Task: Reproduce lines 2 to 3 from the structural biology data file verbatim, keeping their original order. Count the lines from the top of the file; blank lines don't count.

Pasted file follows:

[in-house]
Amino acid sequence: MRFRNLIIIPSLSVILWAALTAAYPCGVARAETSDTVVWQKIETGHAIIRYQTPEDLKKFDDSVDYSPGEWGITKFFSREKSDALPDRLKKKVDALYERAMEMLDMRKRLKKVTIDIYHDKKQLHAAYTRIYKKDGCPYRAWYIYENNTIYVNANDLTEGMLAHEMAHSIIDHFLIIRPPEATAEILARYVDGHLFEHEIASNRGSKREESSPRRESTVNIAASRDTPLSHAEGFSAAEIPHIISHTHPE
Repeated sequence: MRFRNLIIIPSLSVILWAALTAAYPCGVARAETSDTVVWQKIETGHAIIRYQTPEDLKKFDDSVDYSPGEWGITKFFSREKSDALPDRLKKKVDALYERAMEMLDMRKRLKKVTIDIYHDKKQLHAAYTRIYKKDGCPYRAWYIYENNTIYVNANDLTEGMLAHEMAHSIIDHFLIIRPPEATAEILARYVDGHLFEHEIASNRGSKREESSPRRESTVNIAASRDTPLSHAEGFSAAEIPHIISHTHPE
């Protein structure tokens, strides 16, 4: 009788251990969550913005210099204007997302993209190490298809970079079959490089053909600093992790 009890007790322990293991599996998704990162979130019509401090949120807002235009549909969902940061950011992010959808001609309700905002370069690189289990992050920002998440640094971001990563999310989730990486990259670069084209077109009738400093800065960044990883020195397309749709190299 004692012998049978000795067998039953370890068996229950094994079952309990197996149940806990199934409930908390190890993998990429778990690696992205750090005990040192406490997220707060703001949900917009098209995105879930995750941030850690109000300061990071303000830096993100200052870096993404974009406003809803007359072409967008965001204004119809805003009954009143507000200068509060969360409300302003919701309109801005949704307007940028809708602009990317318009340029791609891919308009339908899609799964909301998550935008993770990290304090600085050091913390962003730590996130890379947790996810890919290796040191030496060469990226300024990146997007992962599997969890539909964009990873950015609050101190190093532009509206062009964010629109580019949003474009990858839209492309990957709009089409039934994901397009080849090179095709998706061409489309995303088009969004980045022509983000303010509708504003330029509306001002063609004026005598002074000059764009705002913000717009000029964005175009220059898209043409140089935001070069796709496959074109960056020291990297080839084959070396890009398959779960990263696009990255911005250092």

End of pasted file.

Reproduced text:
Amino acid sequence: MRFRNLIIIPSLSVILWAALTAAYPCGVARAETSDTVVWQKIETGHAIIRYQTPEDLKKFDDSVDYSPGEWGITKFFSREKSDALPDRLKKKVDALYERAMEMLDMRKRLKKVTIDIYHDKKQLHAAYTRIYKKDGCPYRAWYIYENNTIYVNANDLTEGMLAHEMAHSIIDHFLIIRPPEATAEILARYVDGHLFEHEIASNRGSKREESSPRRESTVNIAASRDTPLSHAEGFSAAEIPHIISHTHPE
Repeated sequence: MRFRNLIIIPSLSVILWAALTAAYPCGVARAETSDTVVWQKIETGHAIIRYQTPEDLKKFDDSVDYSPGEWGITKFFSREKSDALPDRLKKKVDALYERAMEMLDMRKRLKKVTIDIYHDKKQLHAAYTRIYKKDGCPYRAWYIYENNTIYVNANDLTEGMLAHEMAHSIIDHFLIIRPPEATAEILARYVDGHLFEHEIASNRGSKREESSPRRESTVNIAASRDTPLSHAEGFSAAEIPHIISHTHPE